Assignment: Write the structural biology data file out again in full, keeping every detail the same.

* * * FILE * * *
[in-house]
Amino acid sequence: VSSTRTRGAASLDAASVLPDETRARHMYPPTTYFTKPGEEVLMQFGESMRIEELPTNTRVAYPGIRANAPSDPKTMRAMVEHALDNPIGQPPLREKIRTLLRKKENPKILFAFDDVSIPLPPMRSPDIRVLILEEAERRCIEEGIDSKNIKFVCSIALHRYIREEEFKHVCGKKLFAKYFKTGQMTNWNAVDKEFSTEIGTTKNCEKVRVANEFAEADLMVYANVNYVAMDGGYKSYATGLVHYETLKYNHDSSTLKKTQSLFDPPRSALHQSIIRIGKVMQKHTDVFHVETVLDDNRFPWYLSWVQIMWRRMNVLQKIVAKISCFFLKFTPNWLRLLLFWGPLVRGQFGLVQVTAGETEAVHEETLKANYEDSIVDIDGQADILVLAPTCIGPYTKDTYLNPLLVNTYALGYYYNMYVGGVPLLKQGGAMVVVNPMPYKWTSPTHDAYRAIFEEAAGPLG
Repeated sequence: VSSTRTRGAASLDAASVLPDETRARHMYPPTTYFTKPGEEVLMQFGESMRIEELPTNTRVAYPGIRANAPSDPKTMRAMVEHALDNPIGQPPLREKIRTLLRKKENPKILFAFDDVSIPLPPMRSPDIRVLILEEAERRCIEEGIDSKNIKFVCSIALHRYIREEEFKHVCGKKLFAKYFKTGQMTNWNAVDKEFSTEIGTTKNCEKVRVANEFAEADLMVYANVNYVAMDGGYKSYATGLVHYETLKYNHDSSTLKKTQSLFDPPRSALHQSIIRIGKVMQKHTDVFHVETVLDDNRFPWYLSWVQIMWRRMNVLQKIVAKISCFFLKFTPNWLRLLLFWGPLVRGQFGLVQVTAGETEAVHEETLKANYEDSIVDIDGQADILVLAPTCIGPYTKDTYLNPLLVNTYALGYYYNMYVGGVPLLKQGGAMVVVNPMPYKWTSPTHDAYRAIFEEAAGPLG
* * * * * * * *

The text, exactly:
[in-house]
Amino acid sequence: VSSTRTRGAASLDAASVLPDETRARHMYPPTTYFTKPGEEVLMQFGESMRIEELPTNTRVAYPGIRANAPSDPKTMRAMVEHALDNPIGQPPLREKIRTLLRKKENPKILFAFDDVSIPLPPMRSPDIRVLILEEAERRCIEEGIDSKNIKFVCSIALHRYIREEEFKHVCGKKLFAKYFKTGQMTNWNAVDKEFSTEIGTTKNCEKVRVANEFAEADLMVYANVNYVAMDGGYKSYATGLVHYETLKYNHDSSTLKKTQSLFDPPRSALHQSIIRIGKVMQKHTDVFHVETVLDDNRFPWYLSWVQIMWRRMNVLQKIVAKISCFFLKFTPNWLRLLLFWGPLVRGQFGLVQVTAGETEAVHEETLKANYEDSIVDIDGQADILVLAPTCIGPYTKDTYLNPLLVNTYALGYYYNMYVGGVPLLKQGGAMVVVNPMPYKWTSPTHDAYRAIFEEAAGPLG
Repeated sequence: VSSTRTRGAASLDAASVLPDETRARHMYPPTTYFTKPGEEVLMQFGESMRIEELPTNTRVAYPGIRANAPSDPKTMRAMVEHALDNPIGQPPLREKIRTLLRKKENPKILFAFDDVSIPLPPMRSPDIRVLILEEAERRCIEEGIDSKNIKFVCSIALHRYIREEEFKHVCGKKLFAKYFKTGQMTNWNAVDKEFSTEIGTTKNCEKVRVANEFAEADLMVYANVNYVAMDGGYKSYATGLVHYETLKYNHDSSTLKKTQSLFDPPRSALHQSIIRIGKVMQKHTDVFHVETVLDDNRFPWYLSWVQIMWRRMNVLQKIVAKISCFFLKFTPNWLRLLLFWGPLVRGQFGLVQVTAGETEAVHEETLKANYEDSIVDIDGQADILVLAPTCIGPYTKDTYLNPLLVNTYALGYYYNMYVGGVPLLKQGGAMVVVNPMPYKWTSPTHDAYRAIFEEAAGPLG